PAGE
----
What do you get when you cross a tire industry executive with a recycling professional and a finance guy? In the case of Lehigh Technologies, you get a new specialty chemicals company that gives old tires a new life.
The idea started in 2003 with that trifecta of professionals who wanted to harness the potential of end-of-life tires. Around 300 million tires are discarded in the U.S. each year, and almost one billion are thrown away worldwide.
After securing the right technology and finances, it was off to the races in 2007 and since then, Lehigh has been speeding along as one of the world’s top producers of micronized rubber powders (MRP).
What they do: Using proprietary cryogenic turbo mill technology that Lehigh’s CEO, Alan Barton, says was developed by a small German company in the milling industry, Lehigh grinds old tires into MRP. The company’s two main product lines — MicroDyne and PolyDyne — come in a range of particle sizes and can be used as a replacement for oil-based materials.
The rubber powder is designed for an array of applications such as other rubber products, plastics, asphalt and construction coatings.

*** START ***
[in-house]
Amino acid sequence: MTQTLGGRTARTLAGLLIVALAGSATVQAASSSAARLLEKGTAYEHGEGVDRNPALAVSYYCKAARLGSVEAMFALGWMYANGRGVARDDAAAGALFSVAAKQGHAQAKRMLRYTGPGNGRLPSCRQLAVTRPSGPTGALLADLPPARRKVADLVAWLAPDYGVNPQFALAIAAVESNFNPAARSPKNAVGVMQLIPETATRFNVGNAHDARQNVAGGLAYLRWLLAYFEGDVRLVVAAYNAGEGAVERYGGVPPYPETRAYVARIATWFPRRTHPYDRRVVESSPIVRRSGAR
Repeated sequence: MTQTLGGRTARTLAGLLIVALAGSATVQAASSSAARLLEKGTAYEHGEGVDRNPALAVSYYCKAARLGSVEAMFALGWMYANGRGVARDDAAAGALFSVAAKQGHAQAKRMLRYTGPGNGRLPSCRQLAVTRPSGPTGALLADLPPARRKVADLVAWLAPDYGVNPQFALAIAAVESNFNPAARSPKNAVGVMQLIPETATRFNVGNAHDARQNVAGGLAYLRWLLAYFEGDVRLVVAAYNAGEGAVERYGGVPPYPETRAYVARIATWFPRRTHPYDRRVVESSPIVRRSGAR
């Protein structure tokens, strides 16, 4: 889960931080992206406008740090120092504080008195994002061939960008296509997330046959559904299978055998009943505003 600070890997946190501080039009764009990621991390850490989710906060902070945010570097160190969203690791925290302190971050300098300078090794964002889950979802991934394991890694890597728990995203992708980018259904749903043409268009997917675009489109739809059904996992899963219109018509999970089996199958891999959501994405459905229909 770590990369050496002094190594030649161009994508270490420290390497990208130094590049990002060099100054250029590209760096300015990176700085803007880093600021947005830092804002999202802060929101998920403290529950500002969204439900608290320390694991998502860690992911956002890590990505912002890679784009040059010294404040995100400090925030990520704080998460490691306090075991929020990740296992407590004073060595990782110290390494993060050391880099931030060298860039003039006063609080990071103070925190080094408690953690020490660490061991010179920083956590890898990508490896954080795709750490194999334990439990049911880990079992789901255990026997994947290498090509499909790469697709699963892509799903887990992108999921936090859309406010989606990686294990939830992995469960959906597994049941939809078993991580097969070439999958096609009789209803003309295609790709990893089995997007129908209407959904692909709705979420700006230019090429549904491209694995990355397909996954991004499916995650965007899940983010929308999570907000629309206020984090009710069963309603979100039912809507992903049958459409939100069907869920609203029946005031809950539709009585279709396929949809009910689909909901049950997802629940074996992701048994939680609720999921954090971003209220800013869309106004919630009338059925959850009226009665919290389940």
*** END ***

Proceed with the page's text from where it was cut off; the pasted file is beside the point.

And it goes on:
Lehigh boasts that its products perform just as well or better than oil-based technologies and because they’re made from recycled materials, they have a “green” edge too.
Locale: All of Lehigh’s manufacturing is in Atlanta, but the company is in the process of planning another facility in Spain.
Employees: Lehigh employees about 80 people, most of whom work in manufacturing as well as R&D.
Competitors: According to Barton, Lehigh is the biggest U.S. player in the MRP space, but he added that they are “just starting to understand what’s going on in China.”
Sales: While the company won’t release its sales numbers, Barton says they have been growing about 20 percent each year since 2007. Barton added that six of the 10 top tire companies are regular customers.
What makes Lehigh successful: Barton says that what has set Lehigh apart isn’t just its products — it’s that the company doesn’t operate like a recycling business.
“You have to have the chemical industry mindset,” Barton says. “Our management team is comprised of refugees from the chemicals industry. We know how to bring new products to the marketplace and develop end uses for the technology.”
Barton, who got his degree in organic chemistry and spent decades working at Rohm and Haas, says that science knowledge is also crucial for companies working with recycled materials.
“You have to do your own R&D and have data to show why the product is good,” Barton says. “A lot of entrepreneurial startups fail because they don’t have hands on experience in the science and don’t know how to make it happen,” he says.
“If you look at our website you see that we’re in multiple markets and we’ve found different avenues to exploit,” he adds. “That’s been critical for us.”
Check out Lehigh’s website for a great video that shows how their technology turns old tires into gold.